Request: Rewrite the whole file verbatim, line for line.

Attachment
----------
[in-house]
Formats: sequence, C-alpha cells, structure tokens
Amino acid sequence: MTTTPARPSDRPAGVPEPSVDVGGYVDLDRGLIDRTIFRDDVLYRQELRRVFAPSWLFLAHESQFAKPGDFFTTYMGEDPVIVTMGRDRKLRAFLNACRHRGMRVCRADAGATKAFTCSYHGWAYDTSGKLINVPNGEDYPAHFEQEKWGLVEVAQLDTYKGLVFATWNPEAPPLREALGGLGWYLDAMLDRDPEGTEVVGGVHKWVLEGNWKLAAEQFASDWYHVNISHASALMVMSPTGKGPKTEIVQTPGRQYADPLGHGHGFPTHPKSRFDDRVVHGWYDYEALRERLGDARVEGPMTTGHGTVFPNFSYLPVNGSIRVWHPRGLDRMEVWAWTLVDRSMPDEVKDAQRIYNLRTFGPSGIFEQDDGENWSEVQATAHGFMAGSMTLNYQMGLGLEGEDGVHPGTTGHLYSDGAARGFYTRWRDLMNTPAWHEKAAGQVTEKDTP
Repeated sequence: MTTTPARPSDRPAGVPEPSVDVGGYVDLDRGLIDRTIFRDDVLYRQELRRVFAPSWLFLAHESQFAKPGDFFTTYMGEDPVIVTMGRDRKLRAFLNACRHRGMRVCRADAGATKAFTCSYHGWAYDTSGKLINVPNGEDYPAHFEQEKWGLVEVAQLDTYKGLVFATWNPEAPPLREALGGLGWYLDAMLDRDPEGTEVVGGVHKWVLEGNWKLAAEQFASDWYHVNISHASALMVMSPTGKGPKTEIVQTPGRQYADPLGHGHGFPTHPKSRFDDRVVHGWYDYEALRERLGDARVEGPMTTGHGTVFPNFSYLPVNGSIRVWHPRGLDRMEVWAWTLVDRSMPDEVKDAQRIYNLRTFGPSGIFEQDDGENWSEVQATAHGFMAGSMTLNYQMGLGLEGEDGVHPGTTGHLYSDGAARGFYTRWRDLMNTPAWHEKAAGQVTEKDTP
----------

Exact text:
[in-house]
Formats: sequence, C-alpha cells, structure tokens
Amino acid sequence: MTTTPARPSDRPAGVPEPSVDVGGYVDLDRGLIDRTIFRDDVLYRQELRRVFAPSWLFLAHESQFAKPGDFFTTYMGEDPVIVTMGRDRKLRAFLNACRHRGMRVCRADAGATKAFTCSYHGWAYDTSGKLINVPNGEDYPAHFEQEKWGLVEVAQLDTYKGLVFATWNPEAPPLREALGGLGWYLDAMLDRDPEGTEVVGGVHKWVLEGNWKLAAEQFASDWYHVNISHASALMVMSPTGKGPKTEIVQTPGRQYADPLGHGHGFPTHPKSRFDDRVVHGWYDYEALRERLGDARVEGPMTTGHGTVFPNFSYLPVNGSIRVWHPRGLDRMEVWAWTLVDRSMPDEVKDAQRIYNLRTFGPSGIFEQDDGENWSEVQATAHGFMAGSMTLNYQMGLGLEGEDGVHPGTTGHLYSDGAARGFYTRWRDLMNTPAWHEKAAGQVTEKDTP
Repeated sequence: MTTTPARPSDRPAGVPEPSVDVGGYVDLDRGLIDRTIFRDDVLYRQELRRVFAPSWLFLAHESQFAKPGDFFTTYMGEDPVIVTMGRDRKLRAFLNACRHRGMRVCRADAGATKAFTCSYHGWAYDTSGKLINVPNGEDYPAHFEQEKWGLVEVAQLDTYKGLVFATWNPEAPPLREALGGLGWYLDAMLDRDPEGTEVVGGVHKWVLEGNWKLAAEQFASDWYHVNISHASALMVMSPTGKGPKTEIVQTPGRQYADPLGHGHGFPTHPKSRFDDRVVHGWYDYEALRERLGDARVEGPMTTGHGTVFPNFSYLPVNGSIRVWHPRGLDRMEVWAWTLVDRSMPDEVKDAQRIYNLRTFGPSGIFEQDDGENWSEVQATAHGFMAGSMTLNYQMGLGLEGEDGVHPGTTGHLYSDGAARGFYTRWRDLMNTPAWHEKAAGQVTEKDTP